Odd and Ends
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Israeli hackers have claimed credit for downing websites run by the Saudi Stock Exchange (Tadawul) and the Abu Dhabi Securities Exchange (ADX). The digital operation was apparently conducted in retaliation for the hacking of two prominent Israeli sites on Monday: the Tel Aviv Stock Exchange (TASE) and El Al (Israel Airlines). The hackers - who called themselves "IDF-Team" - also warned that if attacks against Israeli sites continued, they would "move to the next stage and paralyze websites for a period of two weeks to a month." As the Israeli daily Ha'aretz notes, another pro-Israel hacker known as "Hannibal" has published a list of 30,000 e-mail addresses and Facebook passwords purportedly belonging to residents residing in a number of Middle Eastern countries.
iStockphoto.com For the past three years, a highly encrypted computer worm called Conficker has been spreading rapidly around the world. As many as 12 million computers have been infected with the self-updating worm, a type of malware that can get inside computers and operate without their permission.
21 December 2011 Last updated at 16:47 ET The Thor Liberty is docked in Kotka The Finnish authorities have impounded an Isle of Man-flagged ship bound for China with undeclared missiles and explosives, officials say. Police are questioning the crew of the MS Thor Liberty after what were described as 69 Patriot anti-missile missiles were found aboard.
The intelligence operative sits in a leather club chair, laptop open, one floor below the Hilton Kuala Lumpur ’s convention rooms, scanning the airwaves for spies. In the salons above him, merchants of electronic interception demonstrate their gear to government agents who have descended on the Malaysian capital in early December for the Wiretapper’s Ball, as this surveillance industry trade show is called. Enlarge image Conference organizer Jerry Lucas (back to camera) attends the ISS World trade show at the Hilton in Kuala Lumpur.
Arrests of secret agents. A bizarre assassination plot. A fatal explosion at a missile base with an outcome quite convenient for a nation’s sworn enemy. The dramatic tales of espionage and covert action have flowed fast from Iran in recent weeks. They include pilotless drones controlled by a foreign power buzzing overhead, computer viruses planted to wreak havoc on volatile materials, and mysterious deaths with no one to blame. With the Middle East in turmoil, Iran is not the only country in the region to see a surge in espionage.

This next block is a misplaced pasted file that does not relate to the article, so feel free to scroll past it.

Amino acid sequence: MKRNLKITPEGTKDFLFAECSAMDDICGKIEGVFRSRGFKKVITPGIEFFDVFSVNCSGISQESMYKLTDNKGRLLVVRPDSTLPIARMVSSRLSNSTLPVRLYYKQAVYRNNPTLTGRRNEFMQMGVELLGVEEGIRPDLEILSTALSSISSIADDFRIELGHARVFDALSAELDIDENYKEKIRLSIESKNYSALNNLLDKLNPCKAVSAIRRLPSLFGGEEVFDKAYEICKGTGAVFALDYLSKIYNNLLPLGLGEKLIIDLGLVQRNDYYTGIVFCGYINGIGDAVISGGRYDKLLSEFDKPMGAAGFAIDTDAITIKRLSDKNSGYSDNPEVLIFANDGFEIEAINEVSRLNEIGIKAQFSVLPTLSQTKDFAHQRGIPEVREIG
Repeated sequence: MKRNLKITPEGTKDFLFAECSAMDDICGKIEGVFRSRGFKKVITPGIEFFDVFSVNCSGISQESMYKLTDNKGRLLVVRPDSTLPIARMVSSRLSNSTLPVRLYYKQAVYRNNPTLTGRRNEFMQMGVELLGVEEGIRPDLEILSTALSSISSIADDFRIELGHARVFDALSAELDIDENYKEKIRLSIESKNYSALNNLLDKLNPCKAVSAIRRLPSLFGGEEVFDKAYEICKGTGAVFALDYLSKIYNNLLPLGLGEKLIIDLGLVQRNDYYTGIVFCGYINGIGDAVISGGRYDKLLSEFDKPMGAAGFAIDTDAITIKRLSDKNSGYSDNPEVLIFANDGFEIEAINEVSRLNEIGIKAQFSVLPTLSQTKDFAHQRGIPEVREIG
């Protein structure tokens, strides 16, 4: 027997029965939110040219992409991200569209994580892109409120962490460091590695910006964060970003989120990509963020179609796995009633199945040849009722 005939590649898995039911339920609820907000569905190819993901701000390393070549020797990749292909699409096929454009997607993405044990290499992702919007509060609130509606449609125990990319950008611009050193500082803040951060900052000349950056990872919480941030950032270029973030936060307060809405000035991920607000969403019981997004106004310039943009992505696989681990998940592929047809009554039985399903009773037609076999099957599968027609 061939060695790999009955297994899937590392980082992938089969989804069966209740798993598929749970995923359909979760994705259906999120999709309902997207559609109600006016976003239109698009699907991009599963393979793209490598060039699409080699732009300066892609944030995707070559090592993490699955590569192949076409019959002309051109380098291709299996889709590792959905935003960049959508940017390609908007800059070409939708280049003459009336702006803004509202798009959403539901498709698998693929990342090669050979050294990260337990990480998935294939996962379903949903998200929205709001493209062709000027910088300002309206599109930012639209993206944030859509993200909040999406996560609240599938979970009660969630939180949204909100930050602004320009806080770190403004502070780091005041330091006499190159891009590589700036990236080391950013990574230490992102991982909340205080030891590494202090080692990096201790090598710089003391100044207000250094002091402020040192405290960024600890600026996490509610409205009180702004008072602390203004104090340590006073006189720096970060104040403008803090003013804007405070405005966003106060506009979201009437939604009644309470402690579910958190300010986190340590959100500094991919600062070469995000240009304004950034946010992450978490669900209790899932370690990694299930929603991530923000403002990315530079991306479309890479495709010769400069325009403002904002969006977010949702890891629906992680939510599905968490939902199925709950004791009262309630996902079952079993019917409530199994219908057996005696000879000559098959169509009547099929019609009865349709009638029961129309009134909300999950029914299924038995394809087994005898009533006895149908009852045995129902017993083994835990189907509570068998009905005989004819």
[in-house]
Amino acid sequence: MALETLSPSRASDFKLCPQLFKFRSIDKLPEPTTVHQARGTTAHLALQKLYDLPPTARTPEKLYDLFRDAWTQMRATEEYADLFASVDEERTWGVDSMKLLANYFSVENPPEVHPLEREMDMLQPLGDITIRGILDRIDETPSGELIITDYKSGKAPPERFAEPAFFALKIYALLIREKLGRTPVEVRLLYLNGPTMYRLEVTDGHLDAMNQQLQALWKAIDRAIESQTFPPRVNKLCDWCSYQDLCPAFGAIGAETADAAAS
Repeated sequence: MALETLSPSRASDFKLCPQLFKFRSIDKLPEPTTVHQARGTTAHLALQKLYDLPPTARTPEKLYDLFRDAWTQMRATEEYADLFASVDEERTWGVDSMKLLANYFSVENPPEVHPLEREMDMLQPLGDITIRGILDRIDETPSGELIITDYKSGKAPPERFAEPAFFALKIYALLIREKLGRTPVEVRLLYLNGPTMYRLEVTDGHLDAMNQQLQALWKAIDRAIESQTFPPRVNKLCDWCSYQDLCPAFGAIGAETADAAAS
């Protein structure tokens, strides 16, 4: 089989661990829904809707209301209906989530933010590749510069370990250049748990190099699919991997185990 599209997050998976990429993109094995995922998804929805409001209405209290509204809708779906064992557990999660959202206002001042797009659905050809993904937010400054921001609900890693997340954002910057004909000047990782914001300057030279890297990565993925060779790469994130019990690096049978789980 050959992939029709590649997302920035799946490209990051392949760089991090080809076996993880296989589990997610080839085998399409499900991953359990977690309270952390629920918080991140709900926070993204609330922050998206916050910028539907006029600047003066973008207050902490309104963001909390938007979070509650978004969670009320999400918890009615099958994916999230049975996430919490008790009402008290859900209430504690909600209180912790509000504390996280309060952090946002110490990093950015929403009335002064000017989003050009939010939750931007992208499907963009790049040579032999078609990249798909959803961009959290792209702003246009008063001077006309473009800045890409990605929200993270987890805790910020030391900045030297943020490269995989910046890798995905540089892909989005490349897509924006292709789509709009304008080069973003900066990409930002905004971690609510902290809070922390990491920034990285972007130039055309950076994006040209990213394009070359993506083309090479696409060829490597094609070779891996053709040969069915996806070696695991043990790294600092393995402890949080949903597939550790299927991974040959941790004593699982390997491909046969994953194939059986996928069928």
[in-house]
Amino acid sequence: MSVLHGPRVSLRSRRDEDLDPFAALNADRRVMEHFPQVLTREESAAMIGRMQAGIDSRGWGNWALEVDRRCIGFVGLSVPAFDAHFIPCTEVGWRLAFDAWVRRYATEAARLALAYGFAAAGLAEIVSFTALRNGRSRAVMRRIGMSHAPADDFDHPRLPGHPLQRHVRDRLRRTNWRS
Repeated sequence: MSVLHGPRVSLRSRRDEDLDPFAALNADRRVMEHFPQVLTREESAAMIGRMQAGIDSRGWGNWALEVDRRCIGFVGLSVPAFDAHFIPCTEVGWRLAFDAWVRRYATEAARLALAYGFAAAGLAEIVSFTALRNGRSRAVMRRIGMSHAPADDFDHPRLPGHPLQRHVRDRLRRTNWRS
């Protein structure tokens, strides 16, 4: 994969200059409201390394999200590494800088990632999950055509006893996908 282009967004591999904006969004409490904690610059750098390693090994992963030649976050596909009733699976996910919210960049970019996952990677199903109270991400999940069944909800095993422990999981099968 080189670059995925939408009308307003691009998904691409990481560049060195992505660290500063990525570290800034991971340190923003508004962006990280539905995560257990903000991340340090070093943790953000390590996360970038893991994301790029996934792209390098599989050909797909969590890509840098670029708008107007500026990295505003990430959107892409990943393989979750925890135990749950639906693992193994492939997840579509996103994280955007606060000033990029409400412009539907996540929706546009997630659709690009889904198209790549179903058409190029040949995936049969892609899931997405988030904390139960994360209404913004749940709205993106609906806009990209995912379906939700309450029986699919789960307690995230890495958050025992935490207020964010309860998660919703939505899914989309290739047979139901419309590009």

The epicenter of global terrorism, and the CIA's highly classified drone war against extremist groups, is a black hole on the map -- a region of Pakistan off limits to outsiders, and especially Westerners. It’s an area so dangerous that even the Pakistani military avoids it . The CIA may have launched 70 drone strikes in tribal Pakistan in 2011 alone. But Americans, like the rest of the world, have no idea what the area looks like, or who lives there. One resident of North Waziristan wants to expose the conflict. Noor Behram has spent years photographing the aftermath of drone strikes, often at personal risk.
The FBI disclosed this weekend that data gathered by Carrier IQ software is used by it for "law enforcement purposes", but refused to give details of how it has done so. Responding to a Freedom of Information Act request filed by Muckrock , the FBI said that it held relevant records but that their release could interfere with pending or prospective law enforcement proceedings. The request asked for "manuals, documents or other written guidance used to access or analyze data gathered by programs developed or deployed by Carrier IQ." Muckrock's Michael Morisy says he plans to appeal the FBI's decision: "What is still unclear is whether the FBI used Carrier IQ's software in its own investigations, whether it is currently investigating Carrier IQ, or whether it is some combination of both."
<img class="size-full wp-image-20216 alignright" style="margin: 10px;" title="beastofkanharar" src="http://www.wired.com/images_blogs/dangerroom/2009/12/beastofkanharar.jpg" alt="beastofkanharar" width="450" /> Earlier this year, blurry pictures were released by the French magazine Air & Cosmos of a previously unknown stealth drone taken at Kandahar in Afghanistan. The photos, snapped in 2007, prompted a wave of speculation about the classified aircraft. That speculation grew even more intense this week , when a blog belonging to the French newspaper Libération released an even better photograph . But while the new picture may answers some questions, it also creates a heap of new mysteries.